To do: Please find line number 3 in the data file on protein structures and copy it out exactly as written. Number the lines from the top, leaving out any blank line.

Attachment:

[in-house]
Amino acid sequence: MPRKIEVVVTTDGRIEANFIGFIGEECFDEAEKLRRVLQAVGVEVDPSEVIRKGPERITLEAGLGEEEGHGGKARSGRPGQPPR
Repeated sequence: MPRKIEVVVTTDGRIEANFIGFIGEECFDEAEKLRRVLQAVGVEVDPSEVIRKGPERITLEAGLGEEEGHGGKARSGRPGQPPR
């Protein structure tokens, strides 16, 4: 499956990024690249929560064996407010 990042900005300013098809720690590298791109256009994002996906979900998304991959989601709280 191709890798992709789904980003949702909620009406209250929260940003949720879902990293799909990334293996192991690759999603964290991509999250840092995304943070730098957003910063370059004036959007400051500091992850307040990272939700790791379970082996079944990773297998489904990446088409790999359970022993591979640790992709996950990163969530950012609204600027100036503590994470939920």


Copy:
Repeated sequence: MPRKIEVVVTTDGRIEANFIGFIGEECFDEAEKLRRVLQAVGVEVDPSEVIRKGPERITLEAGLGEEEGHGGKARSGRPGQPPR